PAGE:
Letters can be divided
, multiplied with numbers, other letters and the same letter.
A letter can be divided by a number.
Write the letter as the numerator of a fraction, and the number as the denominator.
A letter can be divided by a different letter.
Write the letter you are dividing by (b) under the letter you are dividing (a).
Dividing Letters to Make Terms
is a collection of letters and numbers multiplied and/or divided together.
In the examples above, the letter a
has been divided by a number and the letter b
to make terms.
These divisions can be combined to make a more complicated term:
Read more about how to divide terms
Dividing a Letter with the Same Letter
Dividing a letter with itself equals 1:
Letters sometimes have exponents
, which tell you how many times the letter is multiplied by itself. For example, a1
When a letter with an exponent is divided by that same letter, we must subtract the exponents.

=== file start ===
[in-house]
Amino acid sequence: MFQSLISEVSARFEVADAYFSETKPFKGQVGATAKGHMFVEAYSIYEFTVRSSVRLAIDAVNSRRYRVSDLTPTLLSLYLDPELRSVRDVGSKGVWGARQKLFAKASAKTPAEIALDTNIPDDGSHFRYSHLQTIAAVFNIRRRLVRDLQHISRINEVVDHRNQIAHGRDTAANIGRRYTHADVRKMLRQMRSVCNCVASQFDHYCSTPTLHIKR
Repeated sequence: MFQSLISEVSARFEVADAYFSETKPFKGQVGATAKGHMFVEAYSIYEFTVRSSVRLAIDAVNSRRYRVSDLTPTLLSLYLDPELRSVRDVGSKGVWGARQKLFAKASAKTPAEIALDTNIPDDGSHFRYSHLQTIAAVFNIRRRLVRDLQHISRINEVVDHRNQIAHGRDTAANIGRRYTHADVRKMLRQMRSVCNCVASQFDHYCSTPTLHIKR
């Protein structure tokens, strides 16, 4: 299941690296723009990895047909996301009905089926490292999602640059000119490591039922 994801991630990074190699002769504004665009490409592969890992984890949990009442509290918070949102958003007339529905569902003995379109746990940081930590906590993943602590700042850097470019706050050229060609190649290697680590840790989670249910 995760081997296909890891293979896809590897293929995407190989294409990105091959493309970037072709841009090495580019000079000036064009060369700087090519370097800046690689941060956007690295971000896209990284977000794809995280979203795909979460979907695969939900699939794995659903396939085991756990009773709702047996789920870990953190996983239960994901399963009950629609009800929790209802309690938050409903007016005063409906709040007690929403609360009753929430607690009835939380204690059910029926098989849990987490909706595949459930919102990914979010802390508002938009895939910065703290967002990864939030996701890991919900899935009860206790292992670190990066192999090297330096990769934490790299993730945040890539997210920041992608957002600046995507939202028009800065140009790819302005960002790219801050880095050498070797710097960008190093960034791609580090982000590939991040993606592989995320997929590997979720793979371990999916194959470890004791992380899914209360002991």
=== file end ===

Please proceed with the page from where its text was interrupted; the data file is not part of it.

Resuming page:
Read more about how to divide letters with exponents
For example, imagine we wanted to divide a2 ÷ a. (Don't forget: if a letter does not have an exponent, it has an implicit exponent of 1):
We can see why this works if we write out the term in full, rather than using exponent notation, remembering that a2 = a × a. Each a on the denominator cancels out an a on the numerator, leaving only one a:
Imagine we wanted to divide a4 ÷ a2:
We can see why this works if we write out the term in full, remembering that
a4 = a × a × a × a and that a2 = a × a. Each a on the denominator cancels out an a on the numerator, leaving two a's:
The slider below shows a real example of how to divide letters in algebra.
Be Careful with Signs
Letters can have different signs: a +
sign if they are positive
, and a -
sign if they are negative
Remember the rules for dividing different signs:
Same signs give a plus:
Different signs give a minus: